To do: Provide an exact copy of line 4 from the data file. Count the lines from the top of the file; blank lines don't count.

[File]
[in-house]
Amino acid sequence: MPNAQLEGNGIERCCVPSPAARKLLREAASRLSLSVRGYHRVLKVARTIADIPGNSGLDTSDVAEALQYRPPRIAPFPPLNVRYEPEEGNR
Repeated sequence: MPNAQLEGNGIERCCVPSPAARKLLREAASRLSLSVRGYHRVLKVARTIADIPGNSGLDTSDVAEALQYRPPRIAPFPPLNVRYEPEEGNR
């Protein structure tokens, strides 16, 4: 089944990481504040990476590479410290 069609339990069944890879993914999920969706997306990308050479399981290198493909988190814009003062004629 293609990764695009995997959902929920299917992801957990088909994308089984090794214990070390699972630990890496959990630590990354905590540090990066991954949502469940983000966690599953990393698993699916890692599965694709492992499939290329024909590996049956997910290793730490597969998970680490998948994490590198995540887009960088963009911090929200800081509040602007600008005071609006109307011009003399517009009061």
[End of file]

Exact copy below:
């Protein structure tokens, strides 16, 4: 089944990481504040990476590479410290 069609339990069944890879993914999920969706997306990308050479399981290198493909988190814009003062004629 293609990764695009995997959902929920299917992801957990088909994308089984090794214990070390699972630990890496959990630590990354905590540090990066991954949502469940983000966690599953990393698993699916890692599965694709492992499939290329024909590996049956997910290793730490597969998970680490998948994490590198995540887009960088963009911090929200800081509040602007600008005071609006109307011009003399517009009061």